- Annie Atkins

The Evolution of Solo Female Travel: Traveling Beautifully, Independently - Anita Patrickson

Anita Patrickson prepares to take off with her Cream Diplomat Carryon.

Safe Solo Female Travel

It is a painful truth that no matter how much the world evolves, women especially are likely to face safety concerns when traveling alone. We recently wrote about safe solo female travel in our founder's interview with Kirsten Alana and are dedicated to helping keep you informed of any related resources we find. Kirsten found the resources shared by Joyful Heart Foundation to be helpful as well as these posts from Be My Travel Muse and Solo Traveler. To this we would like to add a very thoughtful piece published by the New York Times before the pandemic, as well as Travel.State.Gov as a basic resource to always review for up-to-date information before traveling alone. Should anyone reading this have any additional advice or resources you would like to share, please email our founder at

"I tend to be a better student of experience when I am alone, without the distraction of friends, family, or other travelers. But I also feel a benefit from traveling in a group...I’m very much a realist that it’s not always safe—and not all places are 100% safe for female, solo travelers—and yet, those things haven’t stopped me from wanting to travel alone. Nor would I ever tell another woman she can’t or shouldn’t travel solo. I will still do it. I just try to be smart with regard to where I go and how I go, when I’m alone."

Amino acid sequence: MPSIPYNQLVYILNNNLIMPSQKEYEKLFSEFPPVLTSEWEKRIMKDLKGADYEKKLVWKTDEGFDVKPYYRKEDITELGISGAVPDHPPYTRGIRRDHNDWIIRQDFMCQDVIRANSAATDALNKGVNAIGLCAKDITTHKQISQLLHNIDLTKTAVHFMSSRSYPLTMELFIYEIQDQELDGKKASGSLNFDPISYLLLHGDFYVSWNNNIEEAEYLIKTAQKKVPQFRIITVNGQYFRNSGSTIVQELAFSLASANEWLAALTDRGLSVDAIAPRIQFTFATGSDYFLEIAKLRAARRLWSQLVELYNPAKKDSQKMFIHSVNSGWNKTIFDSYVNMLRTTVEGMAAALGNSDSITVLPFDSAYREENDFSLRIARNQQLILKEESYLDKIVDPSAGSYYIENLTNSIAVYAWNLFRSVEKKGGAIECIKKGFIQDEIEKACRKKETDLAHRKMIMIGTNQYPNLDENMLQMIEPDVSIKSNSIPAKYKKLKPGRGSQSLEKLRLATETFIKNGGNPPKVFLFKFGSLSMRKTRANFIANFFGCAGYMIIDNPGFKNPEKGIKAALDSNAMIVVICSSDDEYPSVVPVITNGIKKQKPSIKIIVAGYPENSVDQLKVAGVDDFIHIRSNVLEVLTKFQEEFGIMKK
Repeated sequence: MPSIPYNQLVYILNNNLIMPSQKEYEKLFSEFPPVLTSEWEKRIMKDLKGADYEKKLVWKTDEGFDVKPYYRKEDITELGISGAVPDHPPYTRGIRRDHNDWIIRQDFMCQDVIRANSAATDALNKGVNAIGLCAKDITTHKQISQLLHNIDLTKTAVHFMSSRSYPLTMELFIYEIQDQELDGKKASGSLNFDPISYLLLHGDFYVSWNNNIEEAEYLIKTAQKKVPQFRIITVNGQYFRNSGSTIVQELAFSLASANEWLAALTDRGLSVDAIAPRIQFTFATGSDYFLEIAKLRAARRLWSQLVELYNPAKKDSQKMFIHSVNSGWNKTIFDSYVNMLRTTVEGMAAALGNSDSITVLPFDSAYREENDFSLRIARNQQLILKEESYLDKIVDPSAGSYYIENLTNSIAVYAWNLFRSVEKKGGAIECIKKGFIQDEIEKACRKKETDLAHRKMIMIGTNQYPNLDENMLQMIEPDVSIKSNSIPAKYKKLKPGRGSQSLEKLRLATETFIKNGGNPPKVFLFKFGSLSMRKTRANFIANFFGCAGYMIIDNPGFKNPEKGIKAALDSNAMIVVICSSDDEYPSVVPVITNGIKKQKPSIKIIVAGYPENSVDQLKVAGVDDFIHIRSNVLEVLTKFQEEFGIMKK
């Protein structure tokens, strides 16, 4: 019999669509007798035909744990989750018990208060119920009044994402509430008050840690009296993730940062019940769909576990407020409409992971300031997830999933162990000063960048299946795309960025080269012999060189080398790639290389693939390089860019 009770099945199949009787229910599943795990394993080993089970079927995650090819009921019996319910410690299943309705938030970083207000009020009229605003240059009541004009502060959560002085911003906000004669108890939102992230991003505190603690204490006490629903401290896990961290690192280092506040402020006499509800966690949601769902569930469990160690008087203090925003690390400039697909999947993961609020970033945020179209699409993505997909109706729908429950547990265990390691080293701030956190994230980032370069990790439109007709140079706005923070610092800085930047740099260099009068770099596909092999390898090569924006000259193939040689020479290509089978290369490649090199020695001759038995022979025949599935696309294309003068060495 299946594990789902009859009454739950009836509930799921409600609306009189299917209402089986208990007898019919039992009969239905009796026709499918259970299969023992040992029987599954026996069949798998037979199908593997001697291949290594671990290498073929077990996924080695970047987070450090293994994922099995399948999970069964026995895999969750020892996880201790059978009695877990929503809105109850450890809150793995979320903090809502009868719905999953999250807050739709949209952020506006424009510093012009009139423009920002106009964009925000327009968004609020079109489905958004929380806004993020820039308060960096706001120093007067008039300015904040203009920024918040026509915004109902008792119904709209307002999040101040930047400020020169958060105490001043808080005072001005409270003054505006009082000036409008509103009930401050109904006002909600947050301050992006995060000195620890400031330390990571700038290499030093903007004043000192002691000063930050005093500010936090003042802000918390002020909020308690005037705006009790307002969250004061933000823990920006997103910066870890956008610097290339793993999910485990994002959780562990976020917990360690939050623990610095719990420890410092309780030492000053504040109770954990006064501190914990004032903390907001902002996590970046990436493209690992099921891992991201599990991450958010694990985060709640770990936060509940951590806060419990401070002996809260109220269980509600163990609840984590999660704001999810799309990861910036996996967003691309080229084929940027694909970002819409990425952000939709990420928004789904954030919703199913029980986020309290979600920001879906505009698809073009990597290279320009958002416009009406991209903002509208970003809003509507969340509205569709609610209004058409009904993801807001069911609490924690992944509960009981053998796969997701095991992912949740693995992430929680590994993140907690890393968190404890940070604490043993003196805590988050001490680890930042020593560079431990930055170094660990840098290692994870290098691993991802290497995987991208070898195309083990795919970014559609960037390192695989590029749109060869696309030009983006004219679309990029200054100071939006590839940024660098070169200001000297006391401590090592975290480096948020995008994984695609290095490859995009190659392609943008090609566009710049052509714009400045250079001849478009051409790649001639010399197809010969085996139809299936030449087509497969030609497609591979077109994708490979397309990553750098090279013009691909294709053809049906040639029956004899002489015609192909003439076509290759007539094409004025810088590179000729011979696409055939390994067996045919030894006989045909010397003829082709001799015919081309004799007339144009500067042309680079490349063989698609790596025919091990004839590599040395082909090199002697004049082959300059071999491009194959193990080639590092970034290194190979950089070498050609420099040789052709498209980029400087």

—Kirsten Alana

Photographer Kirsten Alana, alone with her lens in Greece.

You're Never Really Alone with SteamLine

You might travel alone, but you'll never be lonely. Your SteamLine suitcase will be an unstoppable conversation and compliment magnet. We are proud that our cases help break down the fourth wall between you, your fellow passengers, and the people of your host country. We call this phenomenon The SteamLine Effect, which makes our luggage companions in adventure that enhance your experience of the world and yourself. Who knows where your suitcase might take you.

The Evolution of Solo Female Travel: Traveling Beautifully, Independently

Solo in Spain with the Navy Architect.

Further Suggestions

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Annie Atkins with her son and beautifully stickered SteamLine Cream Diplomat.